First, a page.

Flemish Schools Going Trilingual – French, Dutch AND English
New rules ordered by the Flemish government will put English on the same level as French as a required “second language” as early as next year. This was decided on July 26th, when the Flemish government approved a new language proposal from Pascal Smet (SP.A), the Flemish minister of education.
Minister Smet, a man on a mission to improve the language skills of Flemish students and maintain the region’s solid multilingual reputation in Europe. Not that language education in Flanders has declined in recent years – but other countries have improved remarkably, and minister Smet thus wishes to raise the bar.
English is currently a “third language” in Flanders that can be taken on an elective basis – French and Dutch are required. Under Mr. Smet’s proposal, which is likely to be approved by the Flemish parliament before the year’s end, students will get equal amounts of English and French education. As Mr. Smet put it: “Flemings shouldn’t be bilingual, but trilingual”.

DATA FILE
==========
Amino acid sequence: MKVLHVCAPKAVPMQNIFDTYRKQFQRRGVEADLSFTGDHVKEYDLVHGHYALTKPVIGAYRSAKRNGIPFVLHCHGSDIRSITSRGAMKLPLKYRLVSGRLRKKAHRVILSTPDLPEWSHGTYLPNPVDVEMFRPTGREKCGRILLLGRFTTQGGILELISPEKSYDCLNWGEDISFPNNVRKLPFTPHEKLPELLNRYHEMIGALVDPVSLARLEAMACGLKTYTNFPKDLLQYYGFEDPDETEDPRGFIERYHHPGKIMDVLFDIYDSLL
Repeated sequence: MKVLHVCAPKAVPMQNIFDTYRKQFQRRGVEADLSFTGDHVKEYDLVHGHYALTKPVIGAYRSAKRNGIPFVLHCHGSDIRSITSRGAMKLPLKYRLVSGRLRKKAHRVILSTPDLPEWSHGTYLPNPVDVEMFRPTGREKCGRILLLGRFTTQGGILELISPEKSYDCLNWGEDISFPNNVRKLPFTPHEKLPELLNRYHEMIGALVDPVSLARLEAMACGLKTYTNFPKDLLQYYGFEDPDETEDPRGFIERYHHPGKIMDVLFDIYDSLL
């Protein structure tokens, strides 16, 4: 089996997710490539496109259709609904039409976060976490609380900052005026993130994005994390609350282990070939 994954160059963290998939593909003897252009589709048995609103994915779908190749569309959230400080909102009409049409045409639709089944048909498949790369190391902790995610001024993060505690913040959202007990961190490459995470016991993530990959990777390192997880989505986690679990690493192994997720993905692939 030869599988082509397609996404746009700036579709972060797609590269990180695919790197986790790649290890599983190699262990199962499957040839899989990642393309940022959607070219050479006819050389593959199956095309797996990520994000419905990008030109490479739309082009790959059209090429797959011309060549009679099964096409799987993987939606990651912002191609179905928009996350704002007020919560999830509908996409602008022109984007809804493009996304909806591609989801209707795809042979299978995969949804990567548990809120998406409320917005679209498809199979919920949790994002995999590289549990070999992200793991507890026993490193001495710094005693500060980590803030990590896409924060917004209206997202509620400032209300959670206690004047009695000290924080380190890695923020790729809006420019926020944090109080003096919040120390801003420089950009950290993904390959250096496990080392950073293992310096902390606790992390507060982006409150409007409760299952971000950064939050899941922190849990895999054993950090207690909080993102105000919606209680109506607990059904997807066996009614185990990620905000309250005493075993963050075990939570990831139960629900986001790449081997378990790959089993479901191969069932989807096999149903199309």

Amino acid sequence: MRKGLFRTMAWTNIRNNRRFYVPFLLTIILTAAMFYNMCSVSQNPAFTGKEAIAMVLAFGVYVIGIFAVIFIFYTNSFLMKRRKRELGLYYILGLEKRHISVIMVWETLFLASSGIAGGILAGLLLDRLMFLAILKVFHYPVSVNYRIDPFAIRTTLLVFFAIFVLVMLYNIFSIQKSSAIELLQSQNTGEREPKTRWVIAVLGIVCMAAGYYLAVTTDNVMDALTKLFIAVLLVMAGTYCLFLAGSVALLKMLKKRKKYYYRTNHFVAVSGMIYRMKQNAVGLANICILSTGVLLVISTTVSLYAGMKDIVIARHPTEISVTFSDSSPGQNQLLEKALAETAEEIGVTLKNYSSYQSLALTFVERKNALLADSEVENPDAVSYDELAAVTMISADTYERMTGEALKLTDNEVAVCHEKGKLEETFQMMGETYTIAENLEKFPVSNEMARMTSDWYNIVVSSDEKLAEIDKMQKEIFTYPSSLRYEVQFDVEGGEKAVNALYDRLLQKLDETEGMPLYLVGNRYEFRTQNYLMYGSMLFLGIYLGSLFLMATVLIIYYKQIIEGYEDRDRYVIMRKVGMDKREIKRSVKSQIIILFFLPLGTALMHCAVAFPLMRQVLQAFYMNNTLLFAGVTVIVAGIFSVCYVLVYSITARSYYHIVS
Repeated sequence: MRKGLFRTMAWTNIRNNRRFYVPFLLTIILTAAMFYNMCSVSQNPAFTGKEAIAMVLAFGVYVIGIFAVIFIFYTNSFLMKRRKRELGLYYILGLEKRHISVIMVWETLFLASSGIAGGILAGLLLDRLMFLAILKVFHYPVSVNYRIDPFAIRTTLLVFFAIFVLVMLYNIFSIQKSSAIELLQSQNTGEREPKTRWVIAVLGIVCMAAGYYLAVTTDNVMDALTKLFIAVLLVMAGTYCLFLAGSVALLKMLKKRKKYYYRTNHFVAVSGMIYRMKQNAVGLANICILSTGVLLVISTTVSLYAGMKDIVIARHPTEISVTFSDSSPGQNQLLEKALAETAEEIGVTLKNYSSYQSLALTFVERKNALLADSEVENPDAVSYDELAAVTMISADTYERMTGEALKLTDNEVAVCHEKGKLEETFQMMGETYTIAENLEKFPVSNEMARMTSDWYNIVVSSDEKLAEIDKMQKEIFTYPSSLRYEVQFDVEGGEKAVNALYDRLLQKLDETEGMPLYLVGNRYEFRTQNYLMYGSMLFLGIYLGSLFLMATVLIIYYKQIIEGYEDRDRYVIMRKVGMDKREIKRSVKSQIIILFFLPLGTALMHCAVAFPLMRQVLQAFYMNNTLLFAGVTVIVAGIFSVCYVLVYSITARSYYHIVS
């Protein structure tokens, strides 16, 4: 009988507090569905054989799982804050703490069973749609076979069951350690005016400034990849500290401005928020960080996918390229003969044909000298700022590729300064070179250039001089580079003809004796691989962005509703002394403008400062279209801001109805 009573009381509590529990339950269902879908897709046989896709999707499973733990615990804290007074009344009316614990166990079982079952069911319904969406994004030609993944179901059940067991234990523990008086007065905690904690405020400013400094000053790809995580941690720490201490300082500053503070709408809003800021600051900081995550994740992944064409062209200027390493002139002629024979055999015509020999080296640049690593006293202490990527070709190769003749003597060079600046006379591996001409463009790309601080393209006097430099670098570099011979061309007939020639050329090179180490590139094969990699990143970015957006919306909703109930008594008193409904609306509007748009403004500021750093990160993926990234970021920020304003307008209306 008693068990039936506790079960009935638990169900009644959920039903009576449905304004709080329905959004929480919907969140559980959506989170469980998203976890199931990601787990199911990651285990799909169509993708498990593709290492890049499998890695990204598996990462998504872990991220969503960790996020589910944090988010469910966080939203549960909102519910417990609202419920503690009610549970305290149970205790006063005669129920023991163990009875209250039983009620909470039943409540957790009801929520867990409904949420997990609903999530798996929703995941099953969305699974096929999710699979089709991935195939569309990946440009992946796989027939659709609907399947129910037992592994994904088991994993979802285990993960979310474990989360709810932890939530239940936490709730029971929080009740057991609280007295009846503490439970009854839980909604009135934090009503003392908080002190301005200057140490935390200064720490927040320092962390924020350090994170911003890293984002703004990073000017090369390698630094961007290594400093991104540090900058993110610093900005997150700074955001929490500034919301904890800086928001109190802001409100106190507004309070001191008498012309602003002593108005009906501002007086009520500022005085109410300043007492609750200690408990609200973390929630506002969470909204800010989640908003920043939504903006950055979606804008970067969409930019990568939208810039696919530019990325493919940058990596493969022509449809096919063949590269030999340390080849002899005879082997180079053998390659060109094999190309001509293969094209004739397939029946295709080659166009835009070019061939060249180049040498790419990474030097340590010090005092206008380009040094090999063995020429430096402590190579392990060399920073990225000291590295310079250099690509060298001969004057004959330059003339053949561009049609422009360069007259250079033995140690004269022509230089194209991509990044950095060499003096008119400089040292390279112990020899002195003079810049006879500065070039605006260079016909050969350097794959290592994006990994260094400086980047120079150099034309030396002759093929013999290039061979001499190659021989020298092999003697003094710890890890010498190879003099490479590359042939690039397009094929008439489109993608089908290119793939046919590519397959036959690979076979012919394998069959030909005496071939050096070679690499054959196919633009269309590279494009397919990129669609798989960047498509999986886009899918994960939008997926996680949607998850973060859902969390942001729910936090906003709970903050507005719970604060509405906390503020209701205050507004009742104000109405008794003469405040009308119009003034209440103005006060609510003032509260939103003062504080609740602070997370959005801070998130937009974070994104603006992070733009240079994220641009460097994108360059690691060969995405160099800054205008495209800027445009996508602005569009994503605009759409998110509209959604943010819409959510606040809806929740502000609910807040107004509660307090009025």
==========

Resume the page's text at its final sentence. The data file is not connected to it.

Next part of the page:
Under the new Flemish law, language instruction will also begin in the 3rd year of school (age 9-10), two years earlier than currently. “It has been proven scientifically that the earlier kids start learning a language, the easier they will be able to master that language”, said Smet.
The new rules will also offer greater flexibility to schools in offering third and fourth languages as local demand requires – including languages from the BRICs (Brasil, Russia, India, China). Finally, schools will have the freedom to teach traditionally first-language subjects, like history or geography, in a language other than Dutch.
Taken from L’Anglophone: 01.08.11